Visitors to ‘the northern playgrounds’: tourists and exploratory science in north Norway
W. Brian Whalley, Anne F. Parkinson, 2016. "Visitors to ‘the northern playgrounds’: tourists and exploratory science in north Norway", Appreciating Physical Landscapes: Three Hundred Years of Geotourism, T. A. Hose
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This paper outlines some significant visits made to north Norway by geologists and mountaineers from Britain and Ireland from the early to late nineteenth century. These visitors wrote up their travels and climbing experiences in a region in north Norway that was difficult to get to other than by sea: Øksfjordjøkelen and Lyngen. Early travellers revealed the sights of the fjord areas and thereby promoted the region for subsequent travellers. Leopold von Buch’s Travels though Norway and Lapland during the Years 1806, 1807, and 1808 probably prompted J. D. Forbes to visit and produce Norway and Its Glaciers and Archibald Geikie’s Geological Sketches at Home and Abroad as part of the contemporary discussions about the ‘glacial theory’. In the latter years of the nineteenth century the British climbers William Cecil Slingsby and George Hastings, with local climber Josef Caspari, explored the Lyngen Peninsula. Elizabeth Main (Mrs Aubrey Le Blond) also climbed in Lyngen. As well as providing written summaries of their exploits, the early explorers included photographs in their books. Some of these images are helpful in the reconstruction of the glacierized landscapes at the end of the Little Ice Age. It is suggested that present-day travellers might leave their observations available, in digital media, for future investigators.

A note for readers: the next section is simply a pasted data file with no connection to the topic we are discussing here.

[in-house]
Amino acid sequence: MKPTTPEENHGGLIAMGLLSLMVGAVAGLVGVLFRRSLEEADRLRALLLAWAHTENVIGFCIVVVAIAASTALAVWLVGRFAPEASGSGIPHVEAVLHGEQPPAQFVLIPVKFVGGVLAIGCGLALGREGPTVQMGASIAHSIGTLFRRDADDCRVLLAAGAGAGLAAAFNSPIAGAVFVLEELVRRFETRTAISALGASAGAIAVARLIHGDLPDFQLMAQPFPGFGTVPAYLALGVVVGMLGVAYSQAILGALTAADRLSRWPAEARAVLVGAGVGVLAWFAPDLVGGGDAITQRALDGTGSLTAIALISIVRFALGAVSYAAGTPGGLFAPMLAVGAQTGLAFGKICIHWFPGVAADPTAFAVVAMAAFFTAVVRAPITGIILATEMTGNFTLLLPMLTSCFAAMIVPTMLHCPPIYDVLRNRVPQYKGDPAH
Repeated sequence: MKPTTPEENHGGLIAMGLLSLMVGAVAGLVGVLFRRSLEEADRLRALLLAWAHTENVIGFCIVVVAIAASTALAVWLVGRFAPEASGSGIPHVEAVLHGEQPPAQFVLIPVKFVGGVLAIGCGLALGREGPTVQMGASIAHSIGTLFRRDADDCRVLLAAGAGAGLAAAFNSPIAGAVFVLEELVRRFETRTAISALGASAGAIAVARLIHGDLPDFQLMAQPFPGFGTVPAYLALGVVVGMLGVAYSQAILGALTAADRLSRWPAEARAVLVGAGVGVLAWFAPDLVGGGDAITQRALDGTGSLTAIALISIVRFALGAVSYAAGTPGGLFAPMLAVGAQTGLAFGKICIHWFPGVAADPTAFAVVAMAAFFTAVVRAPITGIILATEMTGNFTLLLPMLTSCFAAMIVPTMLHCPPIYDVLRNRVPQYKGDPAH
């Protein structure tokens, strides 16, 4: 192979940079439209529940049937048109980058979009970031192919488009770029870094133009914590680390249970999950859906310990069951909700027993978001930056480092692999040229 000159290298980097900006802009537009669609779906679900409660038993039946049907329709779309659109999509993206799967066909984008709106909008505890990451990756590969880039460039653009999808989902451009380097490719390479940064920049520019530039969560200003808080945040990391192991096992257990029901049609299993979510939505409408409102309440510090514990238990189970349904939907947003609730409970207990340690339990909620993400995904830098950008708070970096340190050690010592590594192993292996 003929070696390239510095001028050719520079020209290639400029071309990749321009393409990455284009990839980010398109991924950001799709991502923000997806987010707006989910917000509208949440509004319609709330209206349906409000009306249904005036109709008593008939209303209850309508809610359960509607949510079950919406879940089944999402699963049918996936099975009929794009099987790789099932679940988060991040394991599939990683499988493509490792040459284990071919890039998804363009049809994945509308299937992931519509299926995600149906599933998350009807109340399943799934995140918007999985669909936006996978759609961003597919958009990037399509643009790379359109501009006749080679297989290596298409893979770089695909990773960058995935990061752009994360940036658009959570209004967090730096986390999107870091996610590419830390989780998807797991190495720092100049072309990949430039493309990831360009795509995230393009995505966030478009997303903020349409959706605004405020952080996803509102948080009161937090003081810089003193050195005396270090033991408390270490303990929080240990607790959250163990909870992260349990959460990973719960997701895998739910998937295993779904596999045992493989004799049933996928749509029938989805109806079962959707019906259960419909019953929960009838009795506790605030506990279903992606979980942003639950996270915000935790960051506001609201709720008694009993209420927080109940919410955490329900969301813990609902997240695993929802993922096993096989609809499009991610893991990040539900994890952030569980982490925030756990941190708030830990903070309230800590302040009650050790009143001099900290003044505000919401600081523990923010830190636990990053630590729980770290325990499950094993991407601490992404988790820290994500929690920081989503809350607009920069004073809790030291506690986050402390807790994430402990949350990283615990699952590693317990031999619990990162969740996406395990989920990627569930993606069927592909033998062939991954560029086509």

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Appreciating Physical Landscapes: Three Hundred Years of Geotourism
Geotourism, as a form of sustainable geoheritage tourism, was defined and developed, from the early 1990s, to contextualize modern approaches to geoconservation and physical landscape management. However, its roots lie in the late seventeenth century and the emergence of the Grand Tour and its domestic equivalents in the eighteenth century. Its participants and numerous later travellers and tourists, including geologists and artists, purposefully explored wild landscapes as‘geotourists’.
The written and visual records of their observations underpin the majority of papers within this volume; these papers explore some significant geo-historical themes, organizations, individuals and locations across three centuries, opening with seventeenth century elite travellers and closing with modern landscape tourists. Other papers examine the resources available to those geotourists and explore the geotourism paradigm.
The volume will be of particular interest to Earth scientists, historians of science, tourism specialists and general readers with an interest in landscape history.
- glacial geology
- glaciated terrains
- historical documents
- landform description
- Little Ice Age
- Lyngen Peninsula
- Northern Norway
- Troms Norway
- upper Holocene
- Western Europe
- Bergsfjord Peninsula
- Le Blond, Aubrey